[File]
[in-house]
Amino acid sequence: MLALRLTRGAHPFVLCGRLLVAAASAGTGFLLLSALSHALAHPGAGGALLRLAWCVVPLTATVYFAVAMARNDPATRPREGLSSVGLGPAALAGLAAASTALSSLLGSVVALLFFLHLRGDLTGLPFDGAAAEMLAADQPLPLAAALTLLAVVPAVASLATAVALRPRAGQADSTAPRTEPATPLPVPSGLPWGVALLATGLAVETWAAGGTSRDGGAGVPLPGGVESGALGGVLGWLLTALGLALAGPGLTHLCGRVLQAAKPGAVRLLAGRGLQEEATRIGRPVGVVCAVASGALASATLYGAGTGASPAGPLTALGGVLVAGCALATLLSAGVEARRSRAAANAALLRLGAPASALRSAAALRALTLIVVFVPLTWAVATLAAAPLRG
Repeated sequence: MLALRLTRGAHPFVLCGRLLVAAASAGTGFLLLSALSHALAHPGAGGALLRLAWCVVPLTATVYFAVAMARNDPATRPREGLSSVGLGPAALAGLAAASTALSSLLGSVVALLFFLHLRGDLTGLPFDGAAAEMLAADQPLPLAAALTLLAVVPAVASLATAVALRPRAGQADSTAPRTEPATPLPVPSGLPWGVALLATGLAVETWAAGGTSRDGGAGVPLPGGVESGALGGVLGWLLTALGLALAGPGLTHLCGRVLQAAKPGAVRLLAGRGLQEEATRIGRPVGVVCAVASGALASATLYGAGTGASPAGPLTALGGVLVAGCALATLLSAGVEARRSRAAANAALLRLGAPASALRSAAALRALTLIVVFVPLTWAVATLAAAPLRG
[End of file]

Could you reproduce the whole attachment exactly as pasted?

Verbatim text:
[in-house]
Amino acid sequence: MLALRLTRGAHPFVLCGRLLVAAASAGTGFLLLSALSHALAHPGAGGALLRLAWCVVPLTATVYFAVAMARNDPATRPREGLSSVGLGPAALAGLAAASTALSSLLGSVVALLFFLHLRGDLTGLPFDGAAAEMLAADQPLPLAAALTLLAVVPAVASLATAVALRPRAGQADSTAPRTEPATPLPVPSGLPWGVALLATGLAVETWAAGGTSRDGGAGVPLPGGVESGALGGVLGWLLTALGLALAGPGLTHLCGRVLQAAKPGAVRLLAGRGLQEEATRIGRPVGVVCAVASGALASATLYGAGTGASPAGPLTALGGVLVAGCALATLLSAGVEARRSRAAANAALLRLGAPASALRSAAALRALTLIVVFVPLTWAVATLAAAPLRG
Repeated sequence: MLALRLTRGAHPFVLCGRLLVAAASAGTGFLLLSALSHALAHPGAGGALLRLAWCVVPLTATVYFAVAMARNDPATRPREGLSSVGLGPAALAGLAAASTALSSLLGSVVALLFFLHLRGDLTGLPFDGAAAEMLAADQPLPLAAALTLLAVVPAVASLATAVALRPRAGQADSTAPRTEPATPLPVPSGLPWGVALLATGLAVETWAAGGTSRDGGAGVPLPGGVESGALGGVLGWLLTALGLALAGPGLTHLCGRVLQAAKPGAVRLLAGRGLQEEATRIGRPVGVVCAVASGALASATLYGAGTGASPAGPLTALGGVLVAGCALATLLSAGVEARRSRAAANAALLRLGAPASALRSAAALRALTLIVVFVPLTWAVATLAAAPLRG